RALEIGH, N.C. – Zach Boychuk is staying with the Carolina Hurricanes, the team that drafted him with their top pick (14th overall) in 2008, and the team that he wants to earn a regular spot and role playing for in the National Hockey League (NHL).
As the business day was nearing an end on Tuesday, Jason Karmanos, Hurricanes executive vice president and assistant general manager announced that the team had agreed to terms with the 23-year-old forward.
The deal will pay Boychuk $550,000 at the NHL level or $105,000 at the American Hockey League (AHL) level for the 2013-14 season.
The agreement didn’t come quickly as it took seven weeks for both sides to come to terms after the Hurricanes made qualifying offers to five RFA’s, including Boychuk, back in early July.
“I’m glad that it’s done,” Boychuk said.
“Now that I know where I’m going to be this year, I can focus on the eventual goal, and that’s playing in the NHL.”
Boychuk split the 2012-13 season between Carolina, Pittsburgh and Nashville at the NHL level finishing with two points (1g, 1a) in 13 games played, as well as playing with Charlotte in the AHL where he ranked second among Checkers skaters in goals (23) and third in points (43).
His travels outside of Carolina came about as a result of being placed on waivers three different times beginning on Jan. 31 before the Hurricanes reclaimed him back into the organization on March 21.
Boychuk had played in only one game with Carolina after being called up from Charlotte during the beginning of the lockout-shortened season in January.
He was then listed as a healthy scratch for four straight games, placed on waivers, and as a result was picked up by the Penguins.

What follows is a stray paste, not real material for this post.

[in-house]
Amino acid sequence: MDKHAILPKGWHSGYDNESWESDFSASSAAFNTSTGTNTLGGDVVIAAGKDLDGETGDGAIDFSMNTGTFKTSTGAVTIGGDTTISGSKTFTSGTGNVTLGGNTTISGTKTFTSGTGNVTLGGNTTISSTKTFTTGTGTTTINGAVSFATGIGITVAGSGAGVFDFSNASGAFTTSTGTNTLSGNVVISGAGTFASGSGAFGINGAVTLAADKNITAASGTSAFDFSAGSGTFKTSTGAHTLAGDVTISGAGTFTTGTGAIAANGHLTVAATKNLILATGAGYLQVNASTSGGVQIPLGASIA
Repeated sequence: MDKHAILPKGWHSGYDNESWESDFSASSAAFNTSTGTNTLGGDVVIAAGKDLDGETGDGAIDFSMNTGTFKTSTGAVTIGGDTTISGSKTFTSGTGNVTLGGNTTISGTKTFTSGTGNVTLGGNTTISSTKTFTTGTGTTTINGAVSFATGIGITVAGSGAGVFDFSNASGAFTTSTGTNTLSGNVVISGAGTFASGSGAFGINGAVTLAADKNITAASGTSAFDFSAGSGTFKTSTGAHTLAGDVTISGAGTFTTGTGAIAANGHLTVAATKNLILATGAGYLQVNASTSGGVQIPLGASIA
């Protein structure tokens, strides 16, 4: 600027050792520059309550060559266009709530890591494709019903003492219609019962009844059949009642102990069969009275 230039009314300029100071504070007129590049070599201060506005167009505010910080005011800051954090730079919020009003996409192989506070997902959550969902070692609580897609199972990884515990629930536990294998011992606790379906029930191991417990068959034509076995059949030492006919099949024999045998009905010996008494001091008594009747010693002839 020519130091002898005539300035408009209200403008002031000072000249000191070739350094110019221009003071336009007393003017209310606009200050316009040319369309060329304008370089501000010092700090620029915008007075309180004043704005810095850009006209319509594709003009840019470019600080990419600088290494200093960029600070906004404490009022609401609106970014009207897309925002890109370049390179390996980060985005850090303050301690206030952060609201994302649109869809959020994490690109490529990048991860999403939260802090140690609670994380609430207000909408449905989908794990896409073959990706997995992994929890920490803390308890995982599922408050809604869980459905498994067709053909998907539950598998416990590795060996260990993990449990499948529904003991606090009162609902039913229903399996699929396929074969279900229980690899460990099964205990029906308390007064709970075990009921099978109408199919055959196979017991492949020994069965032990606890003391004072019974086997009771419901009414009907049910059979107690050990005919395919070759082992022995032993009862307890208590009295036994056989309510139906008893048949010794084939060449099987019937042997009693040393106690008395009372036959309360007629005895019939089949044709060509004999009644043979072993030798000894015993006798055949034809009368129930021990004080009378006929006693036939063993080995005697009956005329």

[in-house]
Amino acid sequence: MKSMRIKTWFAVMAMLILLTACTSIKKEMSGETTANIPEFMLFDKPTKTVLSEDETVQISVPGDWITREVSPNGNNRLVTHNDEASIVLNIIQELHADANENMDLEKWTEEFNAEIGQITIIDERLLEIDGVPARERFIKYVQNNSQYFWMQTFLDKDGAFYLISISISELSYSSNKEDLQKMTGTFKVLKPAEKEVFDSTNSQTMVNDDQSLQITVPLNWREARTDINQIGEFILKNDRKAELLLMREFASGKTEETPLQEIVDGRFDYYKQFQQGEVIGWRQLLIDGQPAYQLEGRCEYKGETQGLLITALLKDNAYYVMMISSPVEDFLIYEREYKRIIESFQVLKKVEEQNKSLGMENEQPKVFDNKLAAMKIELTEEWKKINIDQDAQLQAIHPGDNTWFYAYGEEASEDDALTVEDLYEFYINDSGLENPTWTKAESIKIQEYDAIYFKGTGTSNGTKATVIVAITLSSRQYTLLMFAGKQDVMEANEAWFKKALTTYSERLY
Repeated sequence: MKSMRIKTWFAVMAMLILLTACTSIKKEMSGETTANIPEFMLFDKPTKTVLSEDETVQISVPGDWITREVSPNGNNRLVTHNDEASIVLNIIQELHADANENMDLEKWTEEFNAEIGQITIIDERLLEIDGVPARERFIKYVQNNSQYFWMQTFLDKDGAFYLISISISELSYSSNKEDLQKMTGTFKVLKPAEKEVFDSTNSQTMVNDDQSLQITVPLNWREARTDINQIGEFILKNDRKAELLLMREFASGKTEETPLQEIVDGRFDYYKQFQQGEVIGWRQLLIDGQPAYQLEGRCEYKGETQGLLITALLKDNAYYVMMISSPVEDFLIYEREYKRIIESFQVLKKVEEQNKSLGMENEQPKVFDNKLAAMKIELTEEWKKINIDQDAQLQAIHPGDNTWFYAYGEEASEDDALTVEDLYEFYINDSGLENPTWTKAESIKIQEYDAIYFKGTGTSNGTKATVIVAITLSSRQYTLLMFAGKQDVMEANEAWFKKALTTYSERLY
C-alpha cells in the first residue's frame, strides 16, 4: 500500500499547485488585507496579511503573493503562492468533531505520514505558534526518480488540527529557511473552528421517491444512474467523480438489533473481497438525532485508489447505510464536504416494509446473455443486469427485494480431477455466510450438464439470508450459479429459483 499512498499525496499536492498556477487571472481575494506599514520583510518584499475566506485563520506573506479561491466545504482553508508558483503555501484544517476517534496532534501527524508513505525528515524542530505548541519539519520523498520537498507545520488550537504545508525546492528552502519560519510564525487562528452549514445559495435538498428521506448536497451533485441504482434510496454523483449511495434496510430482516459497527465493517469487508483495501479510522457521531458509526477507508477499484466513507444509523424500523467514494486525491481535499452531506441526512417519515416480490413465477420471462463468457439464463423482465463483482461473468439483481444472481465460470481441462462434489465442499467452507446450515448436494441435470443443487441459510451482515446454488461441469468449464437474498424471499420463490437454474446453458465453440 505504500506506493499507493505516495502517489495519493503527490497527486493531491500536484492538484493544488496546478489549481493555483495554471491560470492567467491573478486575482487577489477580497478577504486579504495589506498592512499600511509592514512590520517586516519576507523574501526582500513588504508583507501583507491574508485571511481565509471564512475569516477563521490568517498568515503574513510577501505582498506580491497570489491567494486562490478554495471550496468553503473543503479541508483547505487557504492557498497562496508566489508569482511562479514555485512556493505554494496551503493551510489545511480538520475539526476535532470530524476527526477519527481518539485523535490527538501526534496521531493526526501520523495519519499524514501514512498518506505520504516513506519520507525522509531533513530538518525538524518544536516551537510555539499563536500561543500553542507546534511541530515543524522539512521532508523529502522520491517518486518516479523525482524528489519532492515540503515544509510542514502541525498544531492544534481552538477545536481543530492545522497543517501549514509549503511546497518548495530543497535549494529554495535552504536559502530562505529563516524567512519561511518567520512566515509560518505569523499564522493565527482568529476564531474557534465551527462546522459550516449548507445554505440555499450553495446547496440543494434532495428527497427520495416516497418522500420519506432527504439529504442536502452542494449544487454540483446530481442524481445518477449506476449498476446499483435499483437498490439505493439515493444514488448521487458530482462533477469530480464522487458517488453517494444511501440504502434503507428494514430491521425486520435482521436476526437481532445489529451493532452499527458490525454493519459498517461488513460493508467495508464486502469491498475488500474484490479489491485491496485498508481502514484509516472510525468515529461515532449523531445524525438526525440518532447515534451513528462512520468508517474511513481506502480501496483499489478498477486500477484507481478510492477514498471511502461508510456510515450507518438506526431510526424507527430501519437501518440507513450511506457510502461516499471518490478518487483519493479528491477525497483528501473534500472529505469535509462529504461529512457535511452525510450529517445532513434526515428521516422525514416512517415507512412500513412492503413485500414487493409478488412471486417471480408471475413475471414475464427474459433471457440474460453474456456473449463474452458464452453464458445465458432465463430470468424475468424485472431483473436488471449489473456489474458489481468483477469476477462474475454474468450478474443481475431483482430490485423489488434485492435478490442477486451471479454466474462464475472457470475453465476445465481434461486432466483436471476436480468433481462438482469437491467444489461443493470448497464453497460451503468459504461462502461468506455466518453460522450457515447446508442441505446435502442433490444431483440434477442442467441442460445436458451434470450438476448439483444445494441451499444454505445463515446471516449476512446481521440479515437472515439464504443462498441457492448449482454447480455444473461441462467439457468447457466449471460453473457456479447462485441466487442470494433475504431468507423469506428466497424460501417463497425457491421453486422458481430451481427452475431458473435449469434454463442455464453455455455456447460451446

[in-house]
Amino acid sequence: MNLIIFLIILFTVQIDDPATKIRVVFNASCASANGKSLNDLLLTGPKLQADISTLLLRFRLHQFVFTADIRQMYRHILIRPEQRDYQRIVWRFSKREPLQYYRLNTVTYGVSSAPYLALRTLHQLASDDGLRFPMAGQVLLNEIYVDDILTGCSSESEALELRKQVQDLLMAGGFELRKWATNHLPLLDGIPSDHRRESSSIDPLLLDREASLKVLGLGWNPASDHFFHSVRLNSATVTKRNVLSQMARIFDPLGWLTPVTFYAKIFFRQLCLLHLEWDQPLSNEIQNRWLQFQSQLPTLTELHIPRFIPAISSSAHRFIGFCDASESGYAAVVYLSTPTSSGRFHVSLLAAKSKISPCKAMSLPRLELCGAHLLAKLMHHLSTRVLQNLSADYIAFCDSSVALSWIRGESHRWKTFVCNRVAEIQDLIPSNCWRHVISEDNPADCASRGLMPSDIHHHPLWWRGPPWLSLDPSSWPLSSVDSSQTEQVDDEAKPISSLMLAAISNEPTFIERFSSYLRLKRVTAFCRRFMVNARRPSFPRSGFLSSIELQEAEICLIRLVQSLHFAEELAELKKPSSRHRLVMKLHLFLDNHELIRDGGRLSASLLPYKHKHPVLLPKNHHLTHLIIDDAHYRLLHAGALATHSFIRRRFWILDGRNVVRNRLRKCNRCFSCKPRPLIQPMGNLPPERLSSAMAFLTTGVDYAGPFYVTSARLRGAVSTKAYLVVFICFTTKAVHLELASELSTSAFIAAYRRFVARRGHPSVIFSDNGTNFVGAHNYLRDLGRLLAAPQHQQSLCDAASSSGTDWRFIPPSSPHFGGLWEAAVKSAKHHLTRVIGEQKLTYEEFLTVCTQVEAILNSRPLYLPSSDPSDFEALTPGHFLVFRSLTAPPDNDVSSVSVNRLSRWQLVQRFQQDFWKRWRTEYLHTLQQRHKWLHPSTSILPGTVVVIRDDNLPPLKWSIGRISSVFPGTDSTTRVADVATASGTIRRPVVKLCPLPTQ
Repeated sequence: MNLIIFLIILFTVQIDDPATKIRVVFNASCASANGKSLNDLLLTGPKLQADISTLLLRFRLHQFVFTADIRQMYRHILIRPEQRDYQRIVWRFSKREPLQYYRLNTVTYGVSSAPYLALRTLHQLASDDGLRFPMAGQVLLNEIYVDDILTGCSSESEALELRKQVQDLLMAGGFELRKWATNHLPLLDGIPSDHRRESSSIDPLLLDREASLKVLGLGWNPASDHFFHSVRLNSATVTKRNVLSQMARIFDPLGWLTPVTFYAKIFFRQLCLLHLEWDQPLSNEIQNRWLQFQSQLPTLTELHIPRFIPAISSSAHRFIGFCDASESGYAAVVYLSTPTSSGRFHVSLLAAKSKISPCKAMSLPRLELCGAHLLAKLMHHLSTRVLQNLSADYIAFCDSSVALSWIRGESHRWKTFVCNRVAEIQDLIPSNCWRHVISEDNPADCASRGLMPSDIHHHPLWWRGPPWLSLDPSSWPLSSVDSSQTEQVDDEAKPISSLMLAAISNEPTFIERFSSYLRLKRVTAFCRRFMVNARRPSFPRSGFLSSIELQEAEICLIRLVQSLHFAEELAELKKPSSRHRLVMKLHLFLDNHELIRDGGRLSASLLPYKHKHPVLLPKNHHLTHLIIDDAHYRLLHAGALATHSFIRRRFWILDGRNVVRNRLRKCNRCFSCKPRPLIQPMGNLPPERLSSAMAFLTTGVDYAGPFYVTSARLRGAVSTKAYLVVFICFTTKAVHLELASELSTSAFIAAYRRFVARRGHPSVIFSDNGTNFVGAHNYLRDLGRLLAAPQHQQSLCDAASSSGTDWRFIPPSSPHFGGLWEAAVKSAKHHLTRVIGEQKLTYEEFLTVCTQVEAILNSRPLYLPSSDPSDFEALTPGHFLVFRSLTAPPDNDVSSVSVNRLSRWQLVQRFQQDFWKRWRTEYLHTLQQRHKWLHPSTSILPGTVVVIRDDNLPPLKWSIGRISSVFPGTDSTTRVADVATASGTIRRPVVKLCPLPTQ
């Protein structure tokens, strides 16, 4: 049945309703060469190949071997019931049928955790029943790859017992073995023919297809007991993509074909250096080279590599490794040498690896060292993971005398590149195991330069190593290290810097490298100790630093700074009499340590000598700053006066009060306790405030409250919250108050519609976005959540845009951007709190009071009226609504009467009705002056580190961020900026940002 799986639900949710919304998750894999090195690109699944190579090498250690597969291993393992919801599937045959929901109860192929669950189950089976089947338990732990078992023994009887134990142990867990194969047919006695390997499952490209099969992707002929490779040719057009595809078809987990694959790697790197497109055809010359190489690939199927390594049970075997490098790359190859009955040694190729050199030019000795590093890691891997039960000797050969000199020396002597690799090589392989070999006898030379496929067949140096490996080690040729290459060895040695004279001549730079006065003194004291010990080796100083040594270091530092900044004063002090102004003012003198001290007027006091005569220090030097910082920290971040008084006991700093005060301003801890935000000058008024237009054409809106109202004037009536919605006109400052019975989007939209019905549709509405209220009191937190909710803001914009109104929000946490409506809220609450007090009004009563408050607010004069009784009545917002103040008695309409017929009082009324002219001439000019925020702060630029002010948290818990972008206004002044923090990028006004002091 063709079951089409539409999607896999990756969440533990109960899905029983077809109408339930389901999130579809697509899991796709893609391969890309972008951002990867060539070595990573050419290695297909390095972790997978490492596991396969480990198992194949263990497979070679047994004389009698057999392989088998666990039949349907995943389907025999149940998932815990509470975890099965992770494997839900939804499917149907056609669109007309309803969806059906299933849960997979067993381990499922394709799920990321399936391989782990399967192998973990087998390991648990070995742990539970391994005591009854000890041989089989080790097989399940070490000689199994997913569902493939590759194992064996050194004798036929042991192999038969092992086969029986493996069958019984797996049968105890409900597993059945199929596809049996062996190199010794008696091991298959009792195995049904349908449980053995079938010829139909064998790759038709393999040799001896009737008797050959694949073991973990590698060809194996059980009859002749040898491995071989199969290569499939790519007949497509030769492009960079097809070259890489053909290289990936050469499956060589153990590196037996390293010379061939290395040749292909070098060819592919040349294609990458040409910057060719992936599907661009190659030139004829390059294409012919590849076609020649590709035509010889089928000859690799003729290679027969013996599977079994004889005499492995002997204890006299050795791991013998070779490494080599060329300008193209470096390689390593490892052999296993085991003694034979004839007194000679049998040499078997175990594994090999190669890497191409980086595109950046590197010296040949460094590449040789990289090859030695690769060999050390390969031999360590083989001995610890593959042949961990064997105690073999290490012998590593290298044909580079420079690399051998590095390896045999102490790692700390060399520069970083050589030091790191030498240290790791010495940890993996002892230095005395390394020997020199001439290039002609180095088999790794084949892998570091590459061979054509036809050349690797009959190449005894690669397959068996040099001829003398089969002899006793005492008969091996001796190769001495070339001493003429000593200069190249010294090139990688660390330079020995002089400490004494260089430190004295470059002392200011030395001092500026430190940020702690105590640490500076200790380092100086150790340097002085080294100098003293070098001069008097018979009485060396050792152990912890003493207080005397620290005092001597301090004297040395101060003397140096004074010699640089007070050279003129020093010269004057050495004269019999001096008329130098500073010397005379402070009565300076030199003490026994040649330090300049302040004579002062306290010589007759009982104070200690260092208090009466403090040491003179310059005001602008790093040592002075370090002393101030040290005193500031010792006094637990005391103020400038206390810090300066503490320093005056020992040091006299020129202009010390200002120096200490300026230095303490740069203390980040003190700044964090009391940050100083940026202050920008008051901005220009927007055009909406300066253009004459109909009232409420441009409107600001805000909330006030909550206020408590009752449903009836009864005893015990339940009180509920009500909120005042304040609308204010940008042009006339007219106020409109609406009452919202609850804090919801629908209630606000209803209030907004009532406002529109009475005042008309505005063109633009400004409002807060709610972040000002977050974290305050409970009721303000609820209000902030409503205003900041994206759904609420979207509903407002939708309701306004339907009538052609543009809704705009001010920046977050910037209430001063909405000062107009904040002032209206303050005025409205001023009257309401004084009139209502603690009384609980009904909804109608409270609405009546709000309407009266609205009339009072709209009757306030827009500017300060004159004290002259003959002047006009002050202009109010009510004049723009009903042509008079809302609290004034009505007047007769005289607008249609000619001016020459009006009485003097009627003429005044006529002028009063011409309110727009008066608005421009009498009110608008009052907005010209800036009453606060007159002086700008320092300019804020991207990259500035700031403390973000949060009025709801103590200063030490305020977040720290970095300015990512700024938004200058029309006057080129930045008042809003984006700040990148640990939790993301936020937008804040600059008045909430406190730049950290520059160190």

After playing seven games in February with Pittsburgh and not registering a point, he sat for nine straight games before being placed on waivers again, and was subsequently claimed by the Predators.
He tallied his lone NHL points of the season, a goal and an assist, while playing in five games with Nashville before he was a listed as a healthy scratch for two games before once again being placed on the waiver wire to finally be taken back by the Hurricanes.
Though he returned to the organization, Boychuk didn’t make it back to Raleigh or the NHL, and finished the season in Charlotte.
“It’s been an interesting four years,” Boychuk said.
“I’d like to be a full-time NHL player and that hasn’t quite happened for me yet. Now it’s to the point where I gotta’ put the work in.”
Boychuk looks forward to showing head coach Kirk Muller that he can do the job and is capable of being a contributing member of the Hurricanes during the upcoming season.
He was skating regularly back home in Alberta since mid-July, and arrived in Raleigh on Monday to join informal on-ice sessions that other Hurricanes players started last week at Raleigh Center Ice, the Hurricanes’ practice facility.
“I’ve been on the ice quite a bit and I feel really good,” Boychuk said.
“Obviously, the difference this year is coming down early and trying to get ahead with all the guys that are skating here right now. It’s nice to get some chemistry with the guys and to be here working with the Hurricanes staff, and hopefully that leads to a great training camp.”
Boychuk’s deal added yet another to the long list of one-year signings that Carolina has completed to date, and has set the stage for what should be one of the most competitive training camps that the team has held in recent years.
After literally making the rounds last season, Boychuk knows that he is only person that can influence Muller, his staff and the team’s management to award him a spot on the team’s roster and a job playing in the NHL.
“I feel that I can bring energy and play hard,” he said.
“It’s going to be up to me to carry that role.”